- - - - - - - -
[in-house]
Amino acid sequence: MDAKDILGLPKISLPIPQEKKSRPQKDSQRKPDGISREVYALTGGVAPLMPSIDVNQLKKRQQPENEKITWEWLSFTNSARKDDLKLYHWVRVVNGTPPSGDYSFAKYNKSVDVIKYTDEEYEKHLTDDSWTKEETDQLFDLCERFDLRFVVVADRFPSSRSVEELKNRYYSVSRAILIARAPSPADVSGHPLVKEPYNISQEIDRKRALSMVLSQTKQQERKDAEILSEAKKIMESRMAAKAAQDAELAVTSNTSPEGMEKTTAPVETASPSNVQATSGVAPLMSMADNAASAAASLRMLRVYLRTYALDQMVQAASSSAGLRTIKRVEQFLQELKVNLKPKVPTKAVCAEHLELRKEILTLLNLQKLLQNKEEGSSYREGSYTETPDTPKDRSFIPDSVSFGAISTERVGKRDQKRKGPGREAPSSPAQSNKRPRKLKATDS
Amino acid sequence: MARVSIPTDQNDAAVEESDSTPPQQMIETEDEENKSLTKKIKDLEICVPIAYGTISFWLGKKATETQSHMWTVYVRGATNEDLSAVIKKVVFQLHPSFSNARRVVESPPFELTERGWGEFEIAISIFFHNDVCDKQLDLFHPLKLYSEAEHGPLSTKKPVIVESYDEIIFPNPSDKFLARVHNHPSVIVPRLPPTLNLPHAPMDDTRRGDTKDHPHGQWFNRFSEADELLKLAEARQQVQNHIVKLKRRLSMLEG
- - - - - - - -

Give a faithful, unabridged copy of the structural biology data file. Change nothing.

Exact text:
[in-house]
Amino acid sequence: MDAKDILGLPKISLPIPQEKKSRPQKDSQRKPDGISREVYALTGGVAPLMPSIDVNQLKKRQQPENEKITWEWLSFTNSARKDDLKLYHWVRVVNGTPPSGDYSFAKYNKSVDVIKYTDEEYEKHLTDDSWTKEETDQLFDLCERFDLRFVVVADRFPSSRSVEELKNRYYSVSRAILIARAPSPADVSGHPLVKEPYNISQEIDRKRALSMVLSQTKQQERKDAEILSEAKKIMESRMAAKAAQDAELAVTSNTSPEGMEKTTAPVETASPSNVQATSGVAPLMSMADNAASAAASLRMLRVYLRTYALDQMVQAASSSAGLRTIKRVEQFLQELKVNLKPKVPTKAVCAEHLELRKEILTLLNLQKLLQNKEEGSSYREGSYTETPDTPKDRSFIPDSVSFGAISTERVGKRDQKRKGPGREAPSSPAQSNKRPRKLKATDS
Amino acid sequence: MARVSIPTDQNDAAVEESDSTPPQQMIETEDEENKSLTKKIKDLEICVPIAYGTISFWLGKKATETQSHMWTVYVRGATNEDLSAVIKKVVFQLHPSFSNARRVVESPPFELTERGWGEFEIAISIFFHNDVCDKQLDLFHPLKLYSEAEHGPLSTKKPVIVESYDEIIFPNPSDKFLARVHNHPSVIVPRLPPTLNLPHAPMDDTRRGDTKDHPHGQWFNRFSEADELLKLAEARQQVQNHIVKLKRRLSMLEG